Throughout seminary, I focused much of my energy on student ministry. As I began to notice a gentle nudge toward the pastorate, I knew I had so much more to learn. A pastoral residency seemed like the perfect fit for me. A residency would allow me to spend two more years honing my skills as I bridged the gap between theological education and ministry experience. I knew that to be a better equipped pastor I needed more time preaching in the pulpit, providing pastoral care, and learning about church administration. I am happy to report, a little less than half way into my residency at First Baptist Church, Columbia, Missouri, I have had gained all that.

My church is a “teaching congregation.” Teaching has been part of the church’s ethos from its beginning, so initiating a pastoral residency program fit the congregation’s character. When the members decided to hire their first pastoral resident, they agreed to encourage, equip, and educate that resident. I can attest that they have done precisely that. First Baptist agreed to help me shape my pastoral identity and to embrace my pastoral authority, and they have taken their agreement to heart. Each Sunday I receive affirmations for my assigned duties.

To my surprise, receiving affirmation has proven to be quite the challenge for me. I am much more likely to believe the criticism than the compliments. I think this is because I have already prepared myself for the worst. When I walk into my pastoral mentoring sessions, I have with me a list of everything that I did wrong in my previous sermon. No joke! I expect the worst, yet the words I hear repeatedly are “Brittany, you are being too hard on yourself.”

When I preach, I put so much time, energy, and heart into the sermon, but I often become incapacitated with feelings of inadequacy. I am getting better with time, but my self-criticism still can be overwhelming. After one particularly mediocre sermon, I stepped out of the pulpit with a deep sense of shame. “You fought so hard to get to this point,” I thought, “And you went and botched it!”

As members of the congregation spoke to me following the service, I could not help but qualify their affirmations. “They have to say kind things.” “They are being too generous.” “They must not have listened to the sermon that I just preached.” I left that Sunday full of self-pity and shame.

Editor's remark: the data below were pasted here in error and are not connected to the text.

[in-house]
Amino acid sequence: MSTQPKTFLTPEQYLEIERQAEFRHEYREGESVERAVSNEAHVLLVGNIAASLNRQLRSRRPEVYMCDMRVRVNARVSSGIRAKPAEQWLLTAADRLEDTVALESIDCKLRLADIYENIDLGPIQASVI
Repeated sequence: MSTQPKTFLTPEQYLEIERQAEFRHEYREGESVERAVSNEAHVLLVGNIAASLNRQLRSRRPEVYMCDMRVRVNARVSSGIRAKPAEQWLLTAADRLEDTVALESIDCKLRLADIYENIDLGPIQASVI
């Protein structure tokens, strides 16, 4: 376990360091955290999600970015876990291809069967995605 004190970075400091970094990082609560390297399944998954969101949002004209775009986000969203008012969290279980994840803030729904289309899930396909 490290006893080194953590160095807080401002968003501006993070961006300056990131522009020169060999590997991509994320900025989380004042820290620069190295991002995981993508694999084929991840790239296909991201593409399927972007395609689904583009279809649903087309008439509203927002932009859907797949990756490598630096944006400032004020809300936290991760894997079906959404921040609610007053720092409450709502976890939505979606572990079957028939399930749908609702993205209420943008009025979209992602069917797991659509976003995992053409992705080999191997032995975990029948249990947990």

But this is also why being a part of a teaching congregation has been essential for my formation. As I processed through that preaching experience with one of my mentors, I realized that although I thought I was discrediting myself, I was actually devaluing the very people I have come to love.

Accepting feedback, whether positive or constructive, is difficult for me. I hold myself to such ridiculously ambitious standards that I struggle to see improvement. Yet the very nature of this position challenges me to listen with gratitude. My church is so generous and giving. Part of developing my pastoral identity is inexplicably bound to their life-giving words.

My shame and self-doubt have been roadblocks to vulnerability, as is often true. When I allow shame to shut me in, I miss out on the mutual ministry of encouragement and kingdom building taking place at First Baptist. I am constantly humbled by the privilege of serving in this role. Being a pastoral resident gives me the opportunity to confront my character flaws in a safe and nurturing environment, one where people will continue to embrace me and my pastoral identity even when I do not.

Allowing people to speak truth into my life is difficult, for it requires a particular type of vulnerability, one that takes an exorbitant amount of practice. It requires showing up in people’s lives, but more importantly, it requires letting them show up in mine. It means taking their words to heart, trusting in something greater than myself, and leaning heavily into grace.

Brittany McDonald-Null is the pastoral resident at First Baptist Church, Columbia, Missouri. She will be sharing reflections on her journey this year–as will her pastor, Carol McEntyre.